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<![CDATA[Effect of intensivist involvement on clinical outcomes in patients with advanced lung cancer admitted to the intensive care unit]]> https://www.researchpad.co/article/5c6dc9fbd5eed0c48452a658

Purpose

Intensive care unit (ICU)-related mortality for lung cancer is ranked highest among the solid tumors and little information exists on the role of intensivists on clinical outcomes. This study aimed to elucidate the intensivist’s contribution toward clinical outcomes.

Materials and methods

Data of advanced lung cancer patients, including stage IIIB or IV non-small cell lung cancer and extensive-stage small cell lung cancer, admitted to the ICU from 2005 to 2016 were analyzed. Multivariate logistic regression was performed to determine variables associated with ICU and in-hospital mortality. Autoregressive integrated moving average (ARIMA) for time-series was used to assess the intensivist’s impact.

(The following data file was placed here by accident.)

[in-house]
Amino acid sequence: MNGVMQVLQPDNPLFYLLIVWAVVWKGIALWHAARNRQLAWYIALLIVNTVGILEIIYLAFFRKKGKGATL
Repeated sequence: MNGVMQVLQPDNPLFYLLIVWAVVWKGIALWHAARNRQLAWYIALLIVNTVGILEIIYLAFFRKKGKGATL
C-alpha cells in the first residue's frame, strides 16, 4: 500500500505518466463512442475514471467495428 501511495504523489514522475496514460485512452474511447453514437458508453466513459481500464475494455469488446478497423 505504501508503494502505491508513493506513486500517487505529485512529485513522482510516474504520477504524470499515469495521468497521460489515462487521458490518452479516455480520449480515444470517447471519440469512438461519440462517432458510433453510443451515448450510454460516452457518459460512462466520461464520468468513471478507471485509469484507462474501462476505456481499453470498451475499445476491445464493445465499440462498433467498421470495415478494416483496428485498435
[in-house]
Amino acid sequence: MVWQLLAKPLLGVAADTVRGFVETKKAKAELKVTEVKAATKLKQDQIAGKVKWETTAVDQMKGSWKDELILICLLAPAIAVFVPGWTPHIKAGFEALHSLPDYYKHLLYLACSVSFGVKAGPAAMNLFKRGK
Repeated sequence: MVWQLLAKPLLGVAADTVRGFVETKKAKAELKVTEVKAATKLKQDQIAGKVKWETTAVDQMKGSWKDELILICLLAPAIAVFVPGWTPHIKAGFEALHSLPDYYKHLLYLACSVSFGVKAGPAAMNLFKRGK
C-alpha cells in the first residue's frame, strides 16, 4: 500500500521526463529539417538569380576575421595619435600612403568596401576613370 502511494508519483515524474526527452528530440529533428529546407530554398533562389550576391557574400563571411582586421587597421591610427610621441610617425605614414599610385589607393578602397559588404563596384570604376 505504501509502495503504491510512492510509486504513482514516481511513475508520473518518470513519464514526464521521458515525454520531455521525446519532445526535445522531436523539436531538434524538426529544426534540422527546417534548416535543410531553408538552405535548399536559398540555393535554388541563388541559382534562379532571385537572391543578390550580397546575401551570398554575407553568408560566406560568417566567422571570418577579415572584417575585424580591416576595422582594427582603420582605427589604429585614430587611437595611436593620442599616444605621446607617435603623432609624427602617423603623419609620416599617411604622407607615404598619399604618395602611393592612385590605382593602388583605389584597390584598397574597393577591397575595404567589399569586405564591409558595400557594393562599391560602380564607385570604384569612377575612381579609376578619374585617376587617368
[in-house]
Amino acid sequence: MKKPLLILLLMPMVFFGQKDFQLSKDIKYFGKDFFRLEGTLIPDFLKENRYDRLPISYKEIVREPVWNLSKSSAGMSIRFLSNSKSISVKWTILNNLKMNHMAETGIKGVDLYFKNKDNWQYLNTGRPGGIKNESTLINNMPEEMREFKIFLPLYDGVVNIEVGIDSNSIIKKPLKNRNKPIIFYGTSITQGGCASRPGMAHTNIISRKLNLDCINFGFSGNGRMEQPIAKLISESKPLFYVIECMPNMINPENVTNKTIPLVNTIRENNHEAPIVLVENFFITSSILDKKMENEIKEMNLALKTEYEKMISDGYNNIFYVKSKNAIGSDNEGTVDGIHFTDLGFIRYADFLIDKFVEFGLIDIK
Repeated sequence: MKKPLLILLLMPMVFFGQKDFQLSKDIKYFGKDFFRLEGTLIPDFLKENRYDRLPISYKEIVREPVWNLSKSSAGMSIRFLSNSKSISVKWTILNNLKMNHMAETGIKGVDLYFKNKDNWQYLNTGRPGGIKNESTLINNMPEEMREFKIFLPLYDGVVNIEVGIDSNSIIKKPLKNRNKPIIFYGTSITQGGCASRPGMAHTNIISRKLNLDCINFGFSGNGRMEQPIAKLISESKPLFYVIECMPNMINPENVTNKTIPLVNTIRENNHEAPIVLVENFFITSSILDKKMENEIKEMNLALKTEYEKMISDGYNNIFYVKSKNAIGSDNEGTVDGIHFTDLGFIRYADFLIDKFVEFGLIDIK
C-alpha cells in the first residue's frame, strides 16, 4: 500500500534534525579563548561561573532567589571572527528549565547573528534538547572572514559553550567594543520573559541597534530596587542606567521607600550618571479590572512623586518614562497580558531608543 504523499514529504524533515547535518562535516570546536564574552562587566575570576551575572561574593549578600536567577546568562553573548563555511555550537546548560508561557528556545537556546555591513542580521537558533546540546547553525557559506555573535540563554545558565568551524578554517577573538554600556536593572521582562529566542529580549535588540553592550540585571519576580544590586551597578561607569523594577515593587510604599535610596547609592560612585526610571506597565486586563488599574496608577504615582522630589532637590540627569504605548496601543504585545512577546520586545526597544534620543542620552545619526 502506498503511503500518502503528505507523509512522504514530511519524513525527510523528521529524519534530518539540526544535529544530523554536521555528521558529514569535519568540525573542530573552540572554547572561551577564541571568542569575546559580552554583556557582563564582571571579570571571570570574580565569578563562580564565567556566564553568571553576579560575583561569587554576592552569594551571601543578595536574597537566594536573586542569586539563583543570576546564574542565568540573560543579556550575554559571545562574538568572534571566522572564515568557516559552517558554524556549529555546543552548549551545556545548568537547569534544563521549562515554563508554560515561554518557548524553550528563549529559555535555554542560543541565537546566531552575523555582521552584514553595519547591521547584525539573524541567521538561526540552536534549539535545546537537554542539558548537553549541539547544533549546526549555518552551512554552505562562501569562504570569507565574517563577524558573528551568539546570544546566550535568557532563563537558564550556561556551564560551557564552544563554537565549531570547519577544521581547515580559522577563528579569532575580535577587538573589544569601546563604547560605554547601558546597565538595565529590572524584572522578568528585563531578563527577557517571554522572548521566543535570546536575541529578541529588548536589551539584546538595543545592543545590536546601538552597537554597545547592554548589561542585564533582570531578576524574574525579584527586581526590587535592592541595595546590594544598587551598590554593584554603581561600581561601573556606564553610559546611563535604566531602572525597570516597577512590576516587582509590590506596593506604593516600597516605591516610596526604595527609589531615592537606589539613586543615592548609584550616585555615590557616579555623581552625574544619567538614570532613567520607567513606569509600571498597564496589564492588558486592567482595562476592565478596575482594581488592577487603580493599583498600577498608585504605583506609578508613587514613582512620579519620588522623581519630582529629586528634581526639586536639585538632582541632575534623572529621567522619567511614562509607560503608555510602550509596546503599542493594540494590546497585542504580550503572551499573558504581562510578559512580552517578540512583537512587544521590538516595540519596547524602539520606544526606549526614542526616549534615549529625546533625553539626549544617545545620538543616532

Results

Of 264 patients, 85 (32.2%) were admitted to the ICU before and 179 (67.8%) after organized intensive care introduction in 2011. Before and after 2011, the changes observed were as follows: ICU mortality rate, 43.5% to 40.2%, respectively (p = 0.610); hospital mortality rate, 82.4% to 65. 9% (p = 0.006). The duration of ICU and hospital stay decreased after 2011 (14.5±16.5 vs. 8.3 ± 8.6, p < 0.001; 36.6 ± 37.2 vs. 22.0 ± 19.6, p < 0.001). On multivariate analysis, admission after 2011 was independently associated with decreased hospital mortality (Odds ratio 0.42, 95% confidence interval 0.21–0.77, p = 0.006). In ARIMA models, intensivist involvement was associated with significantly reduced hospital mortality. (Estimate -17.95, standard error 5.31, p = 0.001)